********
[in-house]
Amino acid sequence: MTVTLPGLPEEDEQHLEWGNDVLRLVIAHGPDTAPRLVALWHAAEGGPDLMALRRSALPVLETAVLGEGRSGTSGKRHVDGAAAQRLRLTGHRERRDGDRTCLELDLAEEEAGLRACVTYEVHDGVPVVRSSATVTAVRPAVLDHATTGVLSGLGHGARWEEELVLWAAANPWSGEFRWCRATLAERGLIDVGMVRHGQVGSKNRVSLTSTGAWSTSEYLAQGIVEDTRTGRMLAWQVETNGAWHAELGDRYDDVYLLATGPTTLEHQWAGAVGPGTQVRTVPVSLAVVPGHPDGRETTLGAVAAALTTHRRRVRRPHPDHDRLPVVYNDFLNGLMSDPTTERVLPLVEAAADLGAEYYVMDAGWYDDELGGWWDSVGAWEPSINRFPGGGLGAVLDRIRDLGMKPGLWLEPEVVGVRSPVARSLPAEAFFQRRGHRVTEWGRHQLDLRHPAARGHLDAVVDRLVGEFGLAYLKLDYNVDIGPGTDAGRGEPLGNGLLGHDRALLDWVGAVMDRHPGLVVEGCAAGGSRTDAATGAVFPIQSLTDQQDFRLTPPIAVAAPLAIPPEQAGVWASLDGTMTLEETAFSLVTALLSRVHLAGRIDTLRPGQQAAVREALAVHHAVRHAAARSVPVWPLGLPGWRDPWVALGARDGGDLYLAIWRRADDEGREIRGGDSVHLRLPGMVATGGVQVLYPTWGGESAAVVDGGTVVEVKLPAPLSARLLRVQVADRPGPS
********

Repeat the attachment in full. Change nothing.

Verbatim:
[in-house]
Amino acid sequence: MTVTLPGLPEEDEQHLEWGNDVLRLVIAHGPDTAPRLVALWHAAEGGPDLMALRRSALPVLETAVLGEGRSGTSGKRHVDGAAAQRLRLTGHRERRDGDRTCLELDLAEEEAGLRACVTYEVHDGVPVVRSSATVTAVRPAVLDHATTGVLSGLGHGARWEEELVLWAAANPWSGEFRWCRATLAERGLIDVGMVRHGQVGSKNRVSLTSTGAWSTSEYLAQGIVEDTRTGRMLAWQVETNGAWHAELGDRYDDVYLLATGPTTLEHQWAGAVGPGTQVRTVPVSLAVVPGHPDGRETTLGAVAAALTTHRRRVRRPHPDHDRLPVVYNDFLNGLMSDPTTERVLPLVEAAADLGAEYYVMDAGWYDDELGGWWDSVGAWEPSINRFPGGGLGAVLDRIRDLGMKPGLWLEPEVVGVRSPVARSLPAEAFFQRRGHRVTEWGRHQLDLRHPAARGHLDAVVDRLVGEFGLAYLKLDYNVDIGPGTDAGRGEPLGNGLLGHDRALLDWVGAVMDRHPGLVVEGCAAGGSRTDAATGAVFPIQSLTDQQDFRLTPPIAVAAPLAIPPEQAGVWASLDGTMTLEETAFSLVTALLSRVHLAGRIDTLRPGQQAAVREALAVHHAVRHAAARSVPVWPLGLPGWRDPWVALGARDGGDLYLAIWRRADDEGREIRGGDSVHLRLPGMVATGGVQVLYPTWGGESAAVVDGGTVVEVKLPAPLSARLLRVQVADRPGPS